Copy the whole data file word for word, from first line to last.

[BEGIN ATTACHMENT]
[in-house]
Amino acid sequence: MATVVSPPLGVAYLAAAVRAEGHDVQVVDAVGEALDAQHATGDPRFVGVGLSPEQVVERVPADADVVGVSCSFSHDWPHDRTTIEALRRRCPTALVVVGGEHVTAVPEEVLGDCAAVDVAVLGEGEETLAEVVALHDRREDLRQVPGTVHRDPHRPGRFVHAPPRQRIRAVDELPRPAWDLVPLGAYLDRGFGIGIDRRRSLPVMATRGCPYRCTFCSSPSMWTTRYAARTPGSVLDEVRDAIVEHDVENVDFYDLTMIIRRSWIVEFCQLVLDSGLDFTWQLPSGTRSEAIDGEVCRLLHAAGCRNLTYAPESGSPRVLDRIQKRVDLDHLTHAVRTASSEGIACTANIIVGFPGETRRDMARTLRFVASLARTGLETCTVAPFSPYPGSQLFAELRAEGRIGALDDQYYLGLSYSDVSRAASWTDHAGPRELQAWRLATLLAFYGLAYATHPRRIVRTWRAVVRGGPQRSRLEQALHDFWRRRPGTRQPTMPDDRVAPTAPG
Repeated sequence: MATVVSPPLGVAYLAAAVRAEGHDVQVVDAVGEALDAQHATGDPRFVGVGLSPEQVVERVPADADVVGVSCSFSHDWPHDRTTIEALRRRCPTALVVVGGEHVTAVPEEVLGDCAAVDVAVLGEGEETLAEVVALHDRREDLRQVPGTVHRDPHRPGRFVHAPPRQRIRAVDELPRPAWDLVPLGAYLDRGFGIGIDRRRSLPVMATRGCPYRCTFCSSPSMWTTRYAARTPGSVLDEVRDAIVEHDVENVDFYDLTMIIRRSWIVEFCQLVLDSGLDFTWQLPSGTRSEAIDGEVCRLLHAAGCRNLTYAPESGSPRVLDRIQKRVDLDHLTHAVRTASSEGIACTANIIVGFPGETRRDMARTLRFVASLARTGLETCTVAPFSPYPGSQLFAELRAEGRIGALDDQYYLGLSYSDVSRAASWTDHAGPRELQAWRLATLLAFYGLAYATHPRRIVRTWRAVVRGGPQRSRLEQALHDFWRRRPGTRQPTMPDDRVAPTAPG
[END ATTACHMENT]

[in-house]
Amino acid sequence: MATVVSPPLGVAYLAAAVRAEGHDVQVVDAVGEALDAQHATGDPRFVGVGLSPEQVVERVPADADVVGVSCSFSHDWPHDRTTIEALRRRCPTALVVVGGEHVTAVPEEVLGDCAAVDVAVLGEGEETLAEVVALHDRREDLRQVPGTVHRDPHRPGRFVHAPPRQRIRAVDELPRPAWDLVPLGAYLDRGFGIGIDRRRSLPVMATRGCPYRCTFCSSPSMWTTRYAARTPGSVLDEVRDAIVEHDVENVDFYDLTMIIRRSWIVEFCQLVLDSGLDFTWQLPSGTRSEAIDGEVCRLLHAAGCRNLTYAPESGSPRVLDRIQKRVDLDHLTHAVRTASSEGIACTANIIVGFPGETRRDMARTLRFVASLARTGLETCTVAPFSPYPGSQLFAELRAEGRIGALDDQYYLGLSYSDVSRAASWTDHAGPRELQAWRLATLLAFYGLAYATHPRRIVRTWRAVVRGGPQRSRLEQALHDFWRRRPGTRQPTMPDDRVAPTAPG
Repeated sequence: MATVVSPPLGVAYLAAAVRAEGHDVQVVDAVGEALDAQHATGDPRFVGVGLSPEQVVERVPADADVVGVSCSFSHDWPHDRTTIEALRRRCPTALVVVGGEHVTAVPEEVLGDCAAVDVAVLGEGEETLAEVVALHDRREDLRQVPGTVHRDPHRPGRFVHAPPRQRIRAVDELPRPAWDLVPLGAYLDRGFGIGIDRRRSLPVMATRGCPYRCTFCSSPSMWTTRYAARTPGSVLDEVRDAIVEHDVENVDFYDLTMIIRRSWIVEFCQLVLDSGLDFTWQLPSGTRSEAIDGEVCRLLHAAGCRNLTYAPESGSPRVLDRIQKRVDLDHLTHAVRTASSEGIACTANIIVGFPGETRRDMARTLRFVASLARTGLETCTVAPFSPYPGSQLFAELRAEGRIGALDDQYYLGLSYSDVSRAASWTDHAGPRELQAWRLATLLAFYGLAYATHPRRIVRTWRAVVRGGPQRSRLEQALHDFWRRRPGTRQPTMPDDRVAPTAPG